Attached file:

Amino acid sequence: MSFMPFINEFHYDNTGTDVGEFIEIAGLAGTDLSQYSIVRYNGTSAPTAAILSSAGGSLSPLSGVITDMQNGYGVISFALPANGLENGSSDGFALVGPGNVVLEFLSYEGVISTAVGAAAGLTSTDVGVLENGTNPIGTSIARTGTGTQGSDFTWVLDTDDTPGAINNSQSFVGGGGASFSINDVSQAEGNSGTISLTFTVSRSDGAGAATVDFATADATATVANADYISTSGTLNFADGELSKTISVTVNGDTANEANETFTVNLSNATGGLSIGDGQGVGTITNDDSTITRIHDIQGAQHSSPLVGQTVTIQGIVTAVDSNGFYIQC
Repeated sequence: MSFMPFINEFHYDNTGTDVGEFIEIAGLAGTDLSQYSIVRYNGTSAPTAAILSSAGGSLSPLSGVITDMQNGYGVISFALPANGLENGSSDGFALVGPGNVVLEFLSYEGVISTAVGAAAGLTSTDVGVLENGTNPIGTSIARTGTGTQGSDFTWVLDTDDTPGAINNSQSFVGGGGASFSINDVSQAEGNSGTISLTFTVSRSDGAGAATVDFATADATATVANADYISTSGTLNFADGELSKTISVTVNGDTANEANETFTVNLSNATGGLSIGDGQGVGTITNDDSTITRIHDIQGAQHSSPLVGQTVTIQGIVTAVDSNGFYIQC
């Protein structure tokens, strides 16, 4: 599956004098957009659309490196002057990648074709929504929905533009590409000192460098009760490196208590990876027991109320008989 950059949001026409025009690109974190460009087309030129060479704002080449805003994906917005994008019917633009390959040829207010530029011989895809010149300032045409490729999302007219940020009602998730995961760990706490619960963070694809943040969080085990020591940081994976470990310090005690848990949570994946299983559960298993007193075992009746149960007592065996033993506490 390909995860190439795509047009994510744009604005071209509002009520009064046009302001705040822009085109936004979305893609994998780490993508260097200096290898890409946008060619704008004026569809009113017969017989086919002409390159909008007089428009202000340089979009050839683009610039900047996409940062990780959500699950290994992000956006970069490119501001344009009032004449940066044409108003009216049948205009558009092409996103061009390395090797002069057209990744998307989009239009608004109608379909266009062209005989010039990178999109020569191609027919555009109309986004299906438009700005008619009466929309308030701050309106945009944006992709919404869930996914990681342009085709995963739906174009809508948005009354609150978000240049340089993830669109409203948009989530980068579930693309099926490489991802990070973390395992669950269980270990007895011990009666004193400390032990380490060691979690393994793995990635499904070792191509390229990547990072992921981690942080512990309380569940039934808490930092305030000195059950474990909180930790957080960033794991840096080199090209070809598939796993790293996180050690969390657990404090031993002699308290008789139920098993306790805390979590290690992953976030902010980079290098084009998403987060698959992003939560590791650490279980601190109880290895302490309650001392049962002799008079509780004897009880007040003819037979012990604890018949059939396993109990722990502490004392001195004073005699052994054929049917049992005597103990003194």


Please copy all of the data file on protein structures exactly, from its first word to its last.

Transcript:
Amino acid sequence: MSFMPFINEFHYDNTGTDVGEFIEIAGLAGTDLSQYSIVRYNGTSAPTAAILSSAGGSLSPLSGVITDMQNGYGVISFALPANGLENGSSDGFALVGPGNVVLEFLSYEGVISTAVGAAAGLTSTDVGVLENGTNPIGTSIARTGTGTQGSDFTWVLDTDDTPGAINNSQSFVGGGGASFSINDVSQAEGNSGTISLTFTVSRSDGAGAATVDFATADATATVANADYISTSGTLNFADGELSKTISVTVNGDTANEANETFTVNLSNATGGLSIGDGQGVGTITNDDSTITRIHDIQGAQHSSPLVGQTVTIQGIVTAVDSNGFYIQC
Repeated sequence: MSFMPFINEFHYDNTGTDVGEFIEIAGLAGTDLSQYSIVRYNGTSAPTAAILSSAGGSLSPLSGVITDMQNGYGVISFALPANGLENGSSDGFALVGPGNVVLEFLSYEGVISTAVGAAAGLTSTDVGVLENGTNPIGTSIARTGTGTQGSDFTWVLDTDDTPGAINNSQSFVGGGGASFSINDVSQAEGNSGTISLTFTVSRSDGAGAATVDFATADATATVANADYISTSGTLNFADGELSKTISVTVNGDTANEANETFTVNLSNATGGLSIGDGQGVGTITNDDSTITRIHDIQGAQHSSPLVGQTVTIQGIVTAVDSNGFYIQC
């Protein structure tokens, strides 16, 4: 599956004098957009659309490196002057990648074709929504929905533009590409000192460098009760490196208590990876027991109320008989 950059949001026409025009690109974190460009087309030129060479704002080449805003994906917005994008019917633009390959040829207010530029011989895809010149300032045409490729999302007219940020009602998730995961760990706490619960963070694809943040969080085990020591940081994976470990310090005690848990949570994946299983559960298993007193075992009746149960007592065996033993506490 390909995860190439795509047009994510744009604005071209509002009520009064046009302001705040822009085109936004979305893609994998780490993508260097200096290898890409946008060619704008004026569809009113017969017989086919002409390159909008007089428009202000340089979009050839683009610039900047996409940062990780959500699950290994992000956006970069490119501001344009009032004449940066044409108003009216049948205009558009092409996103061009390395090797002069057209990744998307989009239009608004109608379909266009062209005989010039990178999109020569191609027919555009109309986004299906438009700005008619009466929309308030701050309106945009944006992709919404869930996914990681342009085709995963739906174009809508948005009354609150978000240049340089993830669109409203948009989530980068579930693309099926490489991802990070973390395992669950269980270990007895011990009666004193400390032990380490060691979690393994793995990635499904070792191509390229990547990072992921981690942080512990309380569940039934808490930092305030000195059950474990909180930790957080960033794991840096080199090209070809598939796993790293996180050690969390657990404090031993002699308290008789139920098993306790805390979590290690992953976030902010980079290098084009998403987060698959992003939560590791650490279980601190109880290895302490309650001392049962002799008079509780004897009880007040003819037979012990604890018949059939396993109990722990502490004392001195004073005699052994054929049917049992005597103990003194």